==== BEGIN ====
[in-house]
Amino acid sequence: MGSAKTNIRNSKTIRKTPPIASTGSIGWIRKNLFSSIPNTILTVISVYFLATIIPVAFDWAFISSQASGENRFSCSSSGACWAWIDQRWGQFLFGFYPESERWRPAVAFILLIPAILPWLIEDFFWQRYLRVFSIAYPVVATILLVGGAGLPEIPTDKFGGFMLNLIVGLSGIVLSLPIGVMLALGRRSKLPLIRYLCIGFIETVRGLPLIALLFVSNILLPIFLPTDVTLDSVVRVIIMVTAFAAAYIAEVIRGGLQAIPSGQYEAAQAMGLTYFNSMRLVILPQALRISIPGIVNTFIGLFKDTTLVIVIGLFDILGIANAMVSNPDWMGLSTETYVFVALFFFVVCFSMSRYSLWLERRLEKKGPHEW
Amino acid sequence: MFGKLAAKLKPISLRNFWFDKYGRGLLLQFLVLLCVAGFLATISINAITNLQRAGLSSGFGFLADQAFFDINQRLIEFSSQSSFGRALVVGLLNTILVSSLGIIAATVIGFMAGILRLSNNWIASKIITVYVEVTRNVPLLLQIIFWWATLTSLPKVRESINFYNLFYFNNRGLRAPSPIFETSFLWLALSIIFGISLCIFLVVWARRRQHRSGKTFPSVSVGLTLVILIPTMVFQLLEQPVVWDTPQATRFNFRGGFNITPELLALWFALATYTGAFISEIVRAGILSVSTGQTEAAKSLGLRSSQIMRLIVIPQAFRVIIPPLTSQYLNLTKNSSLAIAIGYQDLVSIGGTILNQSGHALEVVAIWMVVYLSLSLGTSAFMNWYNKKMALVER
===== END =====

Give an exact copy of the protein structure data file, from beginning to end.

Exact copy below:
[in-house]
Amino acid sequence: MGSAKTNIRNSKTIRKTPPIASTGSIGWIRKNLFSSIPNTILTVISVYFLATIIPVAFDWAFISSQASGENRFSCSSSGACWAWIDQRWGQFLFGFYPESERWRPAVAFILLIPAILPWLIEDFFWQRYLRVFSIAYPVVATILLVGGAGLPEIPTDKFGGFMLNLIVGLSGIVLSLPIGVMLALGRRSKLPLIRYLCIGFIETVRGLPLIALLFVSNILLPIFLPTDVTLDSVVRVIIMVTAFAAAYIAEVIRGGLQAIPSGQYEAAQAMGLTYFNSMRLVILPQALRISIPGIVNTFIGLFKDTTLVIVIGLFDILGIANAMVSNPDWMGLSTETYVFVALFFFVVCFSMSRYSLWLERRLEKKGPHEW
Amino acid sequence: MFGKLAAKLKPISLRNFWFDKYGRGLLLQFLVLLCVAGFLATISINAITNLQRAGLSSGFGFLADQAFFDINQRLIEFSSQSSFGRALVVGLLNTILVSSLGIIAATVIGFMAGILRLSNNWIASKIITVYVEVTRNVPLLLQIIFWWATLTSLPKVRESINFYNLFYFNNRGLRAPSPIFETSFLWLALSIIFGISLCIFLVVWARRRQHRSGKTFPSVSVGLTLVILIPTMVFQLLEQPVVWDTPQATRFNFRGGFNITPELLALWFALATYTGAFISEIVRAGILSVSTGQTEAAKSLGLRSSQIMRLIVIPQAFRVIIPPLTSQYLNLTKNSSLAIAIGYQDLVSIGGTILNQSGHALEVVAIWMVVYLSLSLGTSAFMNWYNKKMALVER